Ziggy Stardust and the Spiders of Mars

"Very Good"

Ziggy Stardust and the Spiders of Mars Review


A documentary with stars? How else could one describe a film that captured one of the most influential and theatrical performers of rock 'n' roll, in what many critics consider the peak of his career. Full of energy and androgynous charisma, David Bowie shined for a thoroughly rapt audience during his final performance as Ziggy Stardust at the Hammerstein Odeon on July 3, 1973, and renowned documentary filmmaker D.A. Pennebaker (Monterey Pop) was there to film it with all the intelligent respect you could want.

Though Bowie and band performed with much gimmickry to entertain the masses, their musical talent is still more enjoyable than watching Bowie be stripped of clothing on stage. If their songs weren't so engaging, the outrageous fashion style probably wouldn't have been able to push the gender-bending boundaries that so many other bands would later fail to copy. Bowie has his own limits of showmanship that keep you focused on the music instead of his exacting bodily movements. He doesn't just prance around on stage or gyrate, but utilizes facial expressions and simple gestures to add a texture of personality to what he sings. It's surprising yet touching when, after singing the line "...in front of that door is," the entire audience jumps on "me," which gets treated with a genuinely friendly smile.

And true to the nature for which Pennebaker is so well regarded, the concert is shot and edited, with newly digitized sound in this reissue, to place the moviegoer in that auditorium. You want to cheer, hold up a lighter, and sing along... if it were socially acceptable in a movie theater. The musicians have an addictively contagious kinesis that is difficult to dissociate from, even though you're watching an event from 30 years ago.

Adding to the voyeuristic fascination are a handful of interesting preparation clips of Bowie getting ready in the dressing room, which give you a sense of someone who is easygoing (though this could have been the effects of notorious drug usage) but works hard. You can see it's important to Bowie that he performs well, though he never utters a word to the effect. His costumes, his make-up, each detail seems pre-planned for more than just shock value. Why he chooses these means is irrelevant, but that he cares for these specifics provokes an unexpected admiration for this skinny little guy who oozes sex appeal with little effort. Complementary to Bowie's own penchant for recognizing his cohorts, Ziggy also takes time to show off the other band members during their powerful strumming.

The difficulty of watching Ziggy lies more in technical aspects that are impossible to fix. As it was shot during a concert, with squished fans and available lighting, the camera can only pick up so much and often swerves or doesn't catch the image it searches for in the darkness. While this adds to the chaotic feeling of a live show, it can hurt the eyes to watch it for too long. Visual annoyances aside, Ziggy Stardust and the Spiders From Mars is a precious time capsule worth appreciating, whether you were around to appreciate the original or not.



Facts and Figures

Reviews

Contactmusic.com: 3.5 / 5

Cast & Crew

Director:

Contactmusic


Links



Advertisement

Contactmusic 2017 Exclusive

New Movies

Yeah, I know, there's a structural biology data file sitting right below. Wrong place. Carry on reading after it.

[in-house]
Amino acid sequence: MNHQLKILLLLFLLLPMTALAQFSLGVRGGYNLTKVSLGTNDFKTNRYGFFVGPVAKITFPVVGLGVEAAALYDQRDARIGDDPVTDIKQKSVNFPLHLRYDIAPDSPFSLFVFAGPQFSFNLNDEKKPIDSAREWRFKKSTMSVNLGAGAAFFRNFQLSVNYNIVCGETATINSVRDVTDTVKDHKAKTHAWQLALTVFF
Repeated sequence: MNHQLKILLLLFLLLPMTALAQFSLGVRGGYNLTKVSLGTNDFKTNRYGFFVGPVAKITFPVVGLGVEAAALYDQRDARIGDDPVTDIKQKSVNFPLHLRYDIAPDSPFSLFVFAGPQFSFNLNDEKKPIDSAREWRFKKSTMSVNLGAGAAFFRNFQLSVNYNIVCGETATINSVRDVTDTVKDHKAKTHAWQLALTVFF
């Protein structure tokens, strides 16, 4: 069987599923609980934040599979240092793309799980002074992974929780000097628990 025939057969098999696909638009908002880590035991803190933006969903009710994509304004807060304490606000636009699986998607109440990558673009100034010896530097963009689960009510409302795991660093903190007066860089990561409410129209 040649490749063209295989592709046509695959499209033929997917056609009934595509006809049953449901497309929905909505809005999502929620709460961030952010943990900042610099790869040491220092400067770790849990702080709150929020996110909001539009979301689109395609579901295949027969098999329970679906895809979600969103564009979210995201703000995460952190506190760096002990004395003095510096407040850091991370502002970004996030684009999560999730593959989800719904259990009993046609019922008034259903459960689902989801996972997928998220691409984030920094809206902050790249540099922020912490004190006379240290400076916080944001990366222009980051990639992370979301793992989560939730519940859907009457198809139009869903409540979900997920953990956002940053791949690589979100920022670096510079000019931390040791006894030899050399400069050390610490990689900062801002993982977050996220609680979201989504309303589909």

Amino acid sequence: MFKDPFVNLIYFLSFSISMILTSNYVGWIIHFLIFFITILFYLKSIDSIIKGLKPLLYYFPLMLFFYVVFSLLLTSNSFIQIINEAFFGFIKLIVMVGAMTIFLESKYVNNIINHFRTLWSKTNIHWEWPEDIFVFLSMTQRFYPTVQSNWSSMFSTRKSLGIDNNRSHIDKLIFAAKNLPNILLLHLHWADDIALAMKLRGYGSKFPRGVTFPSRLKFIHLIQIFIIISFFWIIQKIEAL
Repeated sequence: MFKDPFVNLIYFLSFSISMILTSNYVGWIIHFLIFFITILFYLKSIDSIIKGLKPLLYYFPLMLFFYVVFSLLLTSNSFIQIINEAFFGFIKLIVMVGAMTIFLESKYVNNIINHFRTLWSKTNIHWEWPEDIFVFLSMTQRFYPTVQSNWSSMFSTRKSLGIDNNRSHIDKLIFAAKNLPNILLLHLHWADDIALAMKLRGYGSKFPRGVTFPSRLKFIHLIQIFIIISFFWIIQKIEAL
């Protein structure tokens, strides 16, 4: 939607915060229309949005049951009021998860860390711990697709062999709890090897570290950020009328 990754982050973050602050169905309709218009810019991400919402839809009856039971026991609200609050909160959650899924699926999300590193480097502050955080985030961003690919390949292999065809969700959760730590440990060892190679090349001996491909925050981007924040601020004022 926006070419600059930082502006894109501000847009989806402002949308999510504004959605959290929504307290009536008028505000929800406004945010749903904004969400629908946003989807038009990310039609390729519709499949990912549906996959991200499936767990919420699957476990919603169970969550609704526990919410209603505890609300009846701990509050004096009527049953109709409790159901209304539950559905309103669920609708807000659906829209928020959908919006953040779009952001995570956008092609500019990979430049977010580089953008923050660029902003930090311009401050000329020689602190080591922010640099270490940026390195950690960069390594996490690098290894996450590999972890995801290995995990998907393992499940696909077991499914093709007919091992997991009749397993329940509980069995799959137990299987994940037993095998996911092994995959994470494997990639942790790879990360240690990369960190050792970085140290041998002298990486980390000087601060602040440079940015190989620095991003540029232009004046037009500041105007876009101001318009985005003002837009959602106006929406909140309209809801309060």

Life Movie Review

Life Movie Review

Like a mash-up of Alien and Gravity, this ripping sci-fi horror movie is very effective...

The Lost City of Z Movie Review

The Lost City of Z Movie Review

Based on a true story, it's the historical aspect of these events that holds the...

Chips Movie Review

Chips Movie Review

It's clear from the very start that this movie has little to do with the...

Beauty And The Beast Movie Review

Beauty And The Beast Movie Review

This remake of Disney's 1991 classic is remarkably faithful, using present-day digital animation effects to...

The Salesman Movie Review

The Salesman Movie Review

Iranian filmmaker Asghar Farhadi won his second Oscar with this astute drama which, like 2011's...

Get Out Movie Review

Get Out Movie Review

Leave it to a comedian to make one of the scariest movies in recent memory....

Personal Shopper Movie Review

Personal Shopper Movie Review

After winning a series of major awards for her role in Olivier Assayas' Clouds of...

Advertisement
Certain Women Movie Review

Certain Women Movie Review

In films like Wendy and Lucy and Meek's Cutoff, writer-director Kelly Reichardt has told sharply...

Kong: Skull Island Movie Review

Kong: Skull Island Movie Review

After the success of 2014's Godzilla reboot, the Warner Bros monsters get their own franchise,...

Viceroy's House Movie Review

Viceroy's House Movie Review

Filmmaker Gurinder Chada (Bend It Like Beckham) draws on her own family history to explore...

Trespass Against Us Movie Review

Trespass Against Us Movie Review

With an extra dose of attitude and energy, this Irish comedy-drama hits us like a...

Logan Movie Review

Logan Movie Review

Hugh Jackman returns to his signature role one last time (so he says), reuniting with...

Patriots Day Movie Review

Patriots Day Movie Review

The third time's a charm for Mark Wahlberg and director Peter Berg, who previously teamed...

A Cure for Wellness Movie Review

A Cure for Wellness Movie Review

It's no surprise that this creep-out horror thriller is packed with whizzy visual invention, since...

Advertisement
Artists
Actors
    Filmmakers
      Artists
      Bands
        Musicians
          Artists
          Celebrities
             
              Artists
              Interviews
                musicians & bands in the news
                  actors & filmmakers in the news
                    celebrities in the news

                      Go Back in Time using our News archive to see what happened on a particular day in the past.